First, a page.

NGC 7293 represents the nearest planetary nebula to our sun. The remnants of a dying star, the Helix is actually a series of ring like structures which extend outward and represent gases released during different phases of the stars death. The main ring of the nebula which is visible in optical images is actually composed of inner and outer ellipsoidal shaped rings which are inclined almost perpendicular to each other. The innermost ring has a diameter of 1.7 light years and is the youngest component expelled some 6560 years ago. The inner ring is surrounded by a toroidal shaped outer ring with a diameter of 2.5 light years and is twice the age of the inner component at 12,100 years. Plumes arise from the outer ring in its northwest and southeast aspects. An extreme outer arc exists with a diameter of 5.7 light years and probably represents recently ionized gas released much earlier during the stars red giant phase. Double and rotationally symmetric structures are common in planetary nebulas but how they occur is a mystery. The different time scales of the inner and outer ring components suggest a rapid change of axis of the nebula in a short period of about 5500 years.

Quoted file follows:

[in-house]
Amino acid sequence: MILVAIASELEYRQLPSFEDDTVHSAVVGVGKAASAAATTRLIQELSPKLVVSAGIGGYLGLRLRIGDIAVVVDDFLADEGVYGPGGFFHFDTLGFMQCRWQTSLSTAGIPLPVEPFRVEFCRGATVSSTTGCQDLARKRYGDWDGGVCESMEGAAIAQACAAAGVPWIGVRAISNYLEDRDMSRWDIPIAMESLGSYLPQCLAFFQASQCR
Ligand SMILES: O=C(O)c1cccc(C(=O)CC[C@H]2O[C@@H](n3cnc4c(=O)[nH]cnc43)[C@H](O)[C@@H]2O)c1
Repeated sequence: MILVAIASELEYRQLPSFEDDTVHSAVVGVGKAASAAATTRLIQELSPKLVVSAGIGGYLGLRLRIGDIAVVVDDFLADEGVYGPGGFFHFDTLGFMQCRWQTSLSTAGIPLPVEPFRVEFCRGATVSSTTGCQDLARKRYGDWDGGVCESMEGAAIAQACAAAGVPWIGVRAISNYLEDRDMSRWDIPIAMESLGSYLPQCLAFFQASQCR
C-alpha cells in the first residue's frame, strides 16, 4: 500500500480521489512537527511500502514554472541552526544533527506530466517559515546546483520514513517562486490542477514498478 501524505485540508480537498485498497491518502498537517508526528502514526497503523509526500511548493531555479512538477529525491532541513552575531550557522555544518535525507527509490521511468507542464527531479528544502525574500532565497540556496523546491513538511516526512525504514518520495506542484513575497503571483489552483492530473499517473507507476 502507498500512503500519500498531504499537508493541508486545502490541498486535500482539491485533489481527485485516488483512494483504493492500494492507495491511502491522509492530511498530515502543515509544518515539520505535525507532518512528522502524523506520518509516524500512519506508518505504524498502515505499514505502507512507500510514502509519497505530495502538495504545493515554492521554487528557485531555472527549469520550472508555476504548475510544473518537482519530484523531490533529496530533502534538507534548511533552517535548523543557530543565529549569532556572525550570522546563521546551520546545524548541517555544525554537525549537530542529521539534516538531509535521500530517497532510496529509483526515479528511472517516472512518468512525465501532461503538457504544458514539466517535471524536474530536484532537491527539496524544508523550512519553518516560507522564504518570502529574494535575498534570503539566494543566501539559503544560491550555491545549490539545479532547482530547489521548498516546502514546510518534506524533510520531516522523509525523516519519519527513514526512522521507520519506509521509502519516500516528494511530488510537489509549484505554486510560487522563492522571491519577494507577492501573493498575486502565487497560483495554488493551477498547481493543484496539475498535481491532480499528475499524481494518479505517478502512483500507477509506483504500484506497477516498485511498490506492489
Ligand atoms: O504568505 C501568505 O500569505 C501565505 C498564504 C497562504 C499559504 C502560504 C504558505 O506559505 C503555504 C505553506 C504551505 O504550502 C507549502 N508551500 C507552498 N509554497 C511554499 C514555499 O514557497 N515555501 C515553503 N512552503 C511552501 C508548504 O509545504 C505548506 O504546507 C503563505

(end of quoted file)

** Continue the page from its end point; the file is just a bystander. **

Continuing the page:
The inner ring of the nebula shows a series of radially arranged cometary knots that exist in a ring several trillion miles from the central hot star. Cometary knots are a phenomenon seen in other Planetary Nebula. The knots, each several billion miles across (several times the size of our solar system), have comet shaped tails each 100 billion miles long which point towards the central star. The cometary structures are thought to be the result of a collision of two expanding gas fronts having different temperatures and densities. The collision causes the gaseous mixture to become unstable (Rayleigh-Taylor instability) resulting in the fragmentation and condensation of the gas into large droplets which we see as the "comet heads".